made my money in the grain and flour milling business,
with a company called Peavey. After we sold it to Conagra,
I served on Conagra's board for twelve years. I'm now
retired, and have had time to do some of the things I
have always wanted to do in my life, including visiting
the grantee organizations we fund.
As a family, we used to
mainly support the traditional organizations in our area.
By that I mean art institutes and symphonies -nice stuff
that needs support. Eventually, I asked a friend who was
head of the McKnight Foundation, "What needs help
around here that isn't the traditional high-ticket stuff?"
He showed my wife and me an alternative school called
The City, Inc. They just had a little set-up in a front
room. I found myself interested in everything that was
going on there. I worked with this inner city group for
some time, eventually heading up their development committee.
Through this project I became very interested in the inner
city, kids, and education. As I became more involved,
I learned more about it. The City was very multicultural.
I hadn't had that kind of exposure before-not to the real
That was when I changed
my attitude toward giving. My mother was still alive and
my sister and I decided that instead of inheriting from
her when she died, we would accept her offer of money
right then and make a family foundation out of it. The
foundation's assets have grown over the years and that's
what we're giving away now. Our focus continues to be
on inner cities, children, and education. I visit as many
of the organizations we fund as possible. I like to know
who the people are and what they're doing. In fact, that's
one of the things you can do to evaluate your effectiveness
as a giver: go and see what's really going on. If you
show up and have lunch with the people who run the project,
they're impressed-because many donors don't ever visit.
It shows them you're really interested.
Although a small donation
can make a big difference to some groups, I've learned
that I can generally be more effective by giving larger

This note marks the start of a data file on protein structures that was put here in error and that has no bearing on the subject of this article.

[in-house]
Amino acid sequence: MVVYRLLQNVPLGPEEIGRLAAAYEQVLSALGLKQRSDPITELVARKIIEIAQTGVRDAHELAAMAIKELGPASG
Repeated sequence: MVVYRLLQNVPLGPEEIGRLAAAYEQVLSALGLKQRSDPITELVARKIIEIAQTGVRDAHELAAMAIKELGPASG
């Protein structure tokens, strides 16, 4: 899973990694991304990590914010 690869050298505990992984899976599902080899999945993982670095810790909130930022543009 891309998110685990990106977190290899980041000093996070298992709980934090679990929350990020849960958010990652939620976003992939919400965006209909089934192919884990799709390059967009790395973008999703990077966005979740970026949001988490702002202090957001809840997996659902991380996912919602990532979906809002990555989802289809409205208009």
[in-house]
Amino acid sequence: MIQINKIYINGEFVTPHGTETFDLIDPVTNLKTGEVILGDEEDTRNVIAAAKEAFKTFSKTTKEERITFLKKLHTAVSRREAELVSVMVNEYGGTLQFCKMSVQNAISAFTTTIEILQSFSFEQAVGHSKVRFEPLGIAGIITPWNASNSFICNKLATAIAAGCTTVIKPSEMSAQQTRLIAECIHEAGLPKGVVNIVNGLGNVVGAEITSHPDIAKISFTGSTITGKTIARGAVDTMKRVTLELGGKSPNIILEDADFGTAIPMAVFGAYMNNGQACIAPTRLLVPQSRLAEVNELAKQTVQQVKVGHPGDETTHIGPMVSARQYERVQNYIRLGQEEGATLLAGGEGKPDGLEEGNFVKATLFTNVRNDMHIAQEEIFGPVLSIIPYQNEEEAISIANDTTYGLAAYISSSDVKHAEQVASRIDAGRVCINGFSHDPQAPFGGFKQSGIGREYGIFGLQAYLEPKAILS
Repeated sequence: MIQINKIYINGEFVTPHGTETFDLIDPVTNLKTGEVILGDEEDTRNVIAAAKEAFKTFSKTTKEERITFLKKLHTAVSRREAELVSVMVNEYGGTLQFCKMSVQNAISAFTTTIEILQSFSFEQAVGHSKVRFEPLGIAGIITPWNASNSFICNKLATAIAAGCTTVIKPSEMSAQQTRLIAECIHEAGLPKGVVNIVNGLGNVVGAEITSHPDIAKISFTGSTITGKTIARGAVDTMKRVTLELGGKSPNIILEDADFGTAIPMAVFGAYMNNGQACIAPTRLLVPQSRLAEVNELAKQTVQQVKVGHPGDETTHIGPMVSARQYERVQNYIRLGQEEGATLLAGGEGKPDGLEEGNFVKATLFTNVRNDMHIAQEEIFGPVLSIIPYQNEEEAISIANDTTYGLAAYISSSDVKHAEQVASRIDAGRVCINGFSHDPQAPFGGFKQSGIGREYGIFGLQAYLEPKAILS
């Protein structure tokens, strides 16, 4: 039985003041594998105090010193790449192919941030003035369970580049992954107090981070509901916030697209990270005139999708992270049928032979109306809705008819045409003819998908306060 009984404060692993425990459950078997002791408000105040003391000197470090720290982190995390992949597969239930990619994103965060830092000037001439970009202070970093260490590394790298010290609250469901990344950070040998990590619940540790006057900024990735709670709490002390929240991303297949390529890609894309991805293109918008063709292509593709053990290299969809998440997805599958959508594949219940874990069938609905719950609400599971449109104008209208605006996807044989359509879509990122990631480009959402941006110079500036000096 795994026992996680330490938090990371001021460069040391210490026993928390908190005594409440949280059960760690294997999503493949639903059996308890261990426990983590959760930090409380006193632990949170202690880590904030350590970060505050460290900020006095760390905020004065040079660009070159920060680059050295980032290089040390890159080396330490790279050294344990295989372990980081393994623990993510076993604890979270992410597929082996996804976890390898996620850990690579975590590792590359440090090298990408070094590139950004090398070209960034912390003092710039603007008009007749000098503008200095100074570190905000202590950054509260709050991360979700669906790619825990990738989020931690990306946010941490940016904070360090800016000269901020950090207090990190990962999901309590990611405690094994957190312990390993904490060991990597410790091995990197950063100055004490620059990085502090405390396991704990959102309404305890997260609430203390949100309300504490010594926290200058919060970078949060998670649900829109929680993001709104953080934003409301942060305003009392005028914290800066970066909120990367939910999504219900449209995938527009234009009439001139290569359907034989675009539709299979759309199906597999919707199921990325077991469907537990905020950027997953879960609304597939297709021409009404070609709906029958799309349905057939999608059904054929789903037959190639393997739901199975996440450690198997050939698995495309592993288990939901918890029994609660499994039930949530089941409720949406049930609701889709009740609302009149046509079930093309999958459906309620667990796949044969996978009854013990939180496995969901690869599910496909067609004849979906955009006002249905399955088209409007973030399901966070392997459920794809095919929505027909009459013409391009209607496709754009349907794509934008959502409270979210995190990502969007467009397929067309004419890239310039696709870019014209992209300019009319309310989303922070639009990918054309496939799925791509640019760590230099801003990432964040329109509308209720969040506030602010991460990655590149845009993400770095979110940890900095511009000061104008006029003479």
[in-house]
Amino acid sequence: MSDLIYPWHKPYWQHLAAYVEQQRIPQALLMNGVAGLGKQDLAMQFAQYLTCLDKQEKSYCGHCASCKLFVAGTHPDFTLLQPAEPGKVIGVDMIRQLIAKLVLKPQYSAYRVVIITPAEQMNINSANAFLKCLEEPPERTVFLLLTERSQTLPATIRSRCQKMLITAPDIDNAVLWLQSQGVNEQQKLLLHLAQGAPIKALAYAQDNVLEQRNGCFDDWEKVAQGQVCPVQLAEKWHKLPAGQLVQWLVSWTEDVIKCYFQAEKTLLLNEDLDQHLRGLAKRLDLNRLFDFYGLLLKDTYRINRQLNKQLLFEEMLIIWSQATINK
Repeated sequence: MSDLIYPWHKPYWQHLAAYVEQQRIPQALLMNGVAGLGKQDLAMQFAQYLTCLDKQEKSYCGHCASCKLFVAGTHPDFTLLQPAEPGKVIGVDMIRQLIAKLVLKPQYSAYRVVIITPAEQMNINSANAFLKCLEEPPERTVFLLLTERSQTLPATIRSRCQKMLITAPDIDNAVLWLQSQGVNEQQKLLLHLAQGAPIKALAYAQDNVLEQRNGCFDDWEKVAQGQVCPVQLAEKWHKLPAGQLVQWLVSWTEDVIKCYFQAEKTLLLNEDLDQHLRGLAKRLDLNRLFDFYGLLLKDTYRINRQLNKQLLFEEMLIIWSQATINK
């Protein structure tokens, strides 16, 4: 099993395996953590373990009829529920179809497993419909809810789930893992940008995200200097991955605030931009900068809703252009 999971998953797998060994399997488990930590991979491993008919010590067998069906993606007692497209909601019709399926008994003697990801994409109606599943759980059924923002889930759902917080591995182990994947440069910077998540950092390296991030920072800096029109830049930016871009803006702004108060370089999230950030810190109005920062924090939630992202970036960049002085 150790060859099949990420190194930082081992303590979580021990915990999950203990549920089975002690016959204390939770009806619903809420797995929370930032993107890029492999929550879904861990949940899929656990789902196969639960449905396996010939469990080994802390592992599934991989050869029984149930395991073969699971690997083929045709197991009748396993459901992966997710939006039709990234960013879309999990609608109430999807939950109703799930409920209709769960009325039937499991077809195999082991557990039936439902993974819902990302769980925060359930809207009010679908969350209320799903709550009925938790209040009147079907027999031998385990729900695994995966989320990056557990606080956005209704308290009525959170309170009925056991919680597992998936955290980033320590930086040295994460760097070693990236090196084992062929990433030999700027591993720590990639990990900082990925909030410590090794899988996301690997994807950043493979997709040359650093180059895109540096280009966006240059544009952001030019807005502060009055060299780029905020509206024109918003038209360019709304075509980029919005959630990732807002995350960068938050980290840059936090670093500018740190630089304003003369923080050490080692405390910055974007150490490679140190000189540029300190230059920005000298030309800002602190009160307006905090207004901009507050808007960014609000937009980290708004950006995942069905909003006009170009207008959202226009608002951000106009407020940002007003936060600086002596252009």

donations to organizations that I feel strongly about.
We make fewer gifts now than we used to, but in larger
amounts. We give to 30 or 40 programs through the Wells
Family Fund and some more through The Minneapolis Foundation.
We also have a foundation in Palm Beach, which is run by my niece.
We have the ability to say, "We'll give you $50,000
over three years, but you have to get these kind
of results." Sometimes we're able to join with another
fund, so we're able to have more clout. I think we've
been successful, although it's a little early to tell,
given that this is a relatively new approach for us.
By giving more money, we
have a better chance of having the programs hold to a
standard and measure it. I tell them, "I know you'd
like to have this outcome. We'll give you three years
to accomplish it, and then we'll take a look at it. After
that, we may or may not fund you, depending on how it's
going." Requiring specific outcomes compels organizations
to get their act together.
Yet, evaluation is challenging.
Take an alternative school like The City. You might set
a standard for them and say, "You have to have fifteen
graduates." But maybe it's more important that they
have fifteen kids who haven't dropped out. Maybe that's
success. Your own mental criteria of success changes as
you get involved and learn more about the project. But
you can come up with things that are measurable.
- anonymous author
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